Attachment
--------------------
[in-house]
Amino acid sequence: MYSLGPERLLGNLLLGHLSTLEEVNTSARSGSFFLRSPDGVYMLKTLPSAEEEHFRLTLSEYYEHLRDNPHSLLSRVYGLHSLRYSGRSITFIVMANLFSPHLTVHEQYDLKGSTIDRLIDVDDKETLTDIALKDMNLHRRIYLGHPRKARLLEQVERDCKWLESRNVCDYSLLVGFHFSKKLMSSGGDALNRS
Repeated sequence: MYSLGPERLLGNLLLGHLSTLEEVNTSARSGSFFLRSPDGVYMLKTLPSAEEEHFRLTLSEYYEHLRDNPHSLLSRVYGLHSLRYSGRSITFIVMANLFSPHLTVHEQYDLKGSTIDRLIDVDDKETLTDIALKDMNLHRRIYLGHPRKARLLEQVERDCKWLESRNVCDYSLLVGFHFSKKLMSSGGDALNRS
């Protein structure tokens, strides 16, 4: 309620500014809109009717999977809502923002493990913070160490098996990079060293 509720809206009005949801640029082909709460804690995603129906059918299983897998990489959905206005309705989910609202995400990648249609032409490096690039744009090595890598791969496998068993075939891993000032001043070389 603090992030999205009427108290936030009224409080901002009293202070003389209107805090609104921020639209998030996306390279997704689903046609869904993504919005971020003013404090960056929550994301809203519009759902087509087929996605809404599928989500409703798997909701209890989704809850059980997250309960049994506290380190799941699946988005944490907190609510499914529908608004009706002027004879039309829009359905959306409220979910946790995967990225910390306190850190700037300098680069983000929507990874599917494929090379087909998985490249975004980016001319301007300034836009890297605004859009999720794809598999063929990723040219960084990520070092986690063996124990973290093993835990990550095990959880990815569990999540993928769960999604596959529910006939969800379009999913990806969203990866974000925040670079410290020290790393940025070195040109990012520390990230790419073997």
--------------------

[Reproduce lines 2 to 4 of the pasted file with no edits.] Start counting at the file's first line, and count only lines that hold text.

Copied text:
Amino acid sequence: MYSLGPERLLGNLLLGHLSTLEEVNTSARSGSFFLRSPDGVYMLKTLPSAEEEHFRLTLSEYYEHLRDNPHSLLSRVYGLHSLRYSGRSITFIVMANLFSPHLTVHEQYDLKGSTIDRLIDVDDKETLTDIALKDMNLHRRIYLGHPRKARLLEQVERDCKWLESRNVCDYSLLVGFHFSKKLMSSGGDALNRS
Repeated sequence: MYSLGPERLLGNLLLGHLSTLEEVNTSARSGSFFLRSPDGVYMLKTLPSAEEEHFRLTLSEYYEHLRDNPHSLLSRVYGLHSLRYSGRSITFIVMANLFSPHLTVHEQYDLKGSTIDRLIDVDDKETLTDIALKDMNLHRRIYLGHPRKARLLEQVERDCKWLESRNVCDYSLLVGFHFSKKLMSSGGDALNRS
């Protein structure tokens, strides 16, 4: 309620500014809109009717999977809502923002493990913070160490098996990079060293 509720809206009005949801640029082909709460804690995603129906059918299983897998990489959905206005309705989910609202995400990648249609032409490096690039744009090595890598791969496998068993075939891993000032001043070389 603090992030999205009427108290936030009224409080901002009293202070003389209107805090609104921020639209998030996306390279997704689903046609869904993504919005971020003013404090960056929550994301809203519009759902087509087929996605809404599928989500409703798997909701209890989704809850059980997250309960049994506290380190799941699946988005944490907190609510499914529908608004009706002027004879039309829009359905959306409220979910946790995967990225910390306190850190700037300098680069983000929507990874599917494929090379087909998985490249975004980016001319301007300034836009890297605004859009999720794809598999063929990723040219960084990520070092986690063996124990973290093993835990990550095990959880990815569990999540993928769960999604596959529910006939969800379009999913990806969203990866974000925040670079410290020290790393940025070195040109990012520390990230790419073997």